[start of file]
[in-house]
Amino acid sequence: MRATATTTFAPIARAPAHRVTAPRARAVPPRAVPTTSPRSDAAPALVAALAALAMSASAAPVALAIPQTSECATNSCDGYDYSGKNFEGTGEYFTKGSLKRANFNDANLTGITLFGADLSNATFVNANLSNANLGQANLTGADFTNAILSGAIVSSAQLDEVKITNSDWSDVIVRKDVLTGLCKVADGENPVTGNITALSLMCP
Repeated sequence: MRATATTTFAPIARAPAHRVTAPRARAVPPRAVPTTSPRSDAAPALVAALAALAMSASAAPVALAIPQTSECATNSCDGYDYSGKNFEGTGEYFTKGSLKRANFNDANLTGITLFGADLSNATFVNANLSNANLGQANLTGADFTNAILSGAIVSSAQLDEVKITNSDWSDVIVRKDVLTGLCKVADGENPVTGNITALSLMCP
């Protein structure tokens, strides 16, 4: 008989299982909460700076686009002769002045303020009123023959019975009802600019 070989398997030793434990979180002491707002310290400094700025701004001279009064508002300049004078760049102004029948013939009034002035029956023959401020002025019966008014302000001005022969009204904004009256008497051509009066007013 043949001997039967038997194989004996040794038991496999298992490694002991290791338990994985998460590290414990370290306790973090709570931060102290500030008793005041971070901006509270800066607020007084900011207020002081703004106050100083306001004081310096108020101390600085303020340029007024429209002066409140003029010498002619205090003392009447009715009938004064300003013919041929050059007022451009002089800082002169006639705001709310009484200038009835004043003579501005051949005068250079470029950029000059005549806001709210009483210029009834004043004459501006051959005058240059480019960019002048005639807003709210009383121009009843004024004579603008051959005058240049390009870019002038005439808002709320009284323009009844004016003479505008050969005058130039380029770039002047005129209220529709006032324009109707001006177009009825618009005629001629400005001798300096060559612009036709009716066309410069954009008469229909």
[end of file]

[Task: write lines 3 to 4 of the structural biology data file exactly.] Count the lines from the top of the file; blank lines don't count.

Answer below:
Repeated sequence: MRATATTTFAPIARAPAHRVTAPRARAVPPRAVPTTSPRSDAAPALVAALAALAMSASAAPVALAIPQTSECATNSCDGYDYSGKNFEGTGEYFTKGSLKRANFNDANLTGITLFGADLSNATFVNANLSNANLGQANLTGADFTNAILSGAIVSSAQLDEVKITNSDWSDVIVRKDVLTGLCKVADGENPVTGNITALSLMCP
């Protein structure tokens, strides 16, 4: 008989299982909460700076686009002769002045303020009123023959019975009802600019 070989398997030793434990979180002491707002310290400094700025701004001279009064508002300049004078760049102004029948013939009034002035029956023959401020002025019966008014302000001005022969009204904004009256008497051509009066007013 043949001997039967038997194989004996040794038991496999298992490694002991290791338990994985998460590290414990370290306790973090709570931060102290500030008793005041971070901006509270800066607020007084900011207020002081703004106050100083306001004081310096108020101390600085303020340029007024429209002066409140003029010498002619205090003392009447009715009938004064300003013919041929050059007022451009002089800082002169006639705001709310009484200038009835004043003579501005051949005068250079470029950029000059005549806001709210009483210029009834004043004459501006051959005058240059480019960019002048005639807003709210009383121009009843004024004579603008051959005058240049390009870019002038005439808002709320009284323009009844004016003479505008050969005058130039380029770039002047005129209220529709006032324009109707001006177009009825618009005629001629400005001798300096060559612009036709009716066309410069954009008469229909």